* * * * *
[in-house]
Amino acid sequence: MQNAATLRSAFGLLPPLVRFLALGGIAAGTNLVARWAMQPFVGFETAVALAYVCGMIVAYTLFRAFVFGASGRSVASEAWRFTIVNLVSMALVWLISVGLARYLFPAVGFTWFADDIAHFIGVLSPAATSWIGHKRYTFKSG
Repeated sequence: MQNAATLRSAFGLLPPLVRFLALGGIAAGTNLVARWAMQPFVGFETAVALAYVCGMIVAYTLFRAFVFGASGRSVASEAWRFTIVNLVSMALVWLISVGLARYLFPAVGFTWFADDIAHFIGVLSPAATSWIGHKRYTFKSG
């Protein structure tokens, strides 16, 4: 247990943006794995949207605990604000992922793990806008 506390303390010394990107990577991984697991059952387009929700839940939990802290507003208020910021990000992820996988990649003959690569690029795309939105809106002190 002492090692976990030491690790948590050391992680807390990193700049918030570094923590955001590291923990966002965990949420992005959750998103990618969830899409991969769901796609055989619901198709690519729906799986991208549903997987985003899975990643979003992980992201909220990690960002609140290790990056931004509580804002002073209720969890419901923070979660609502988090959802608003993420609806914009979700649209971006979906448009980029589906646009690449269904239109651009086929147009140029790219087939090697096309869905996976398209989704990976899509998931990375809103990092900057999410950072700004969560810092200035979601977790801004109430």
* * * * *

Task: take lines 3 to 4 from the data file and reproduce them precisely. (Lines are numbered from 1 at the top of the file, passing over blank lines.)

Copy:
Repeated sequence: MQNAATLRSAFGLLPPLVRFLALGGIAAGTNLVARWAMQPFVGFETAVALAYVCGMIVAYTLFRAFVFGASGRSVASEAWRFTIVNLVSMALVWLISVGLARYLFPAVGFTWFADDIAHFIGVLSPAATSWIGHKRYTFKSG
């Protein structure tokens, strides 16, 4: 247990943006794995949207605990604000992922793990806008 506390303390010394990107990577991984697991059952387009929700839940939990802290507003208020910021990000992820996988990649003959690569690029795309939105809106002190 002492090692976990030491690790948590050391992680807390990193700049918030570094923590955001590291923990966002965990949420992005959750998103990618969830899409991969769901796609055989619901198709690519729906799986991208549903997987985003899975990643979003992980992201909220990690960002609140290790990056931004509580804002002073209720969890419901923070979660609502988090959802608003993420609806914009979700649209971006979906448009980029589906646009690449269904239109651009086929147009140029790219087939090697096309869905996976398209989704990976899509998931990375809103990092900057999410950072700004969560810092200035979601977790801004109430």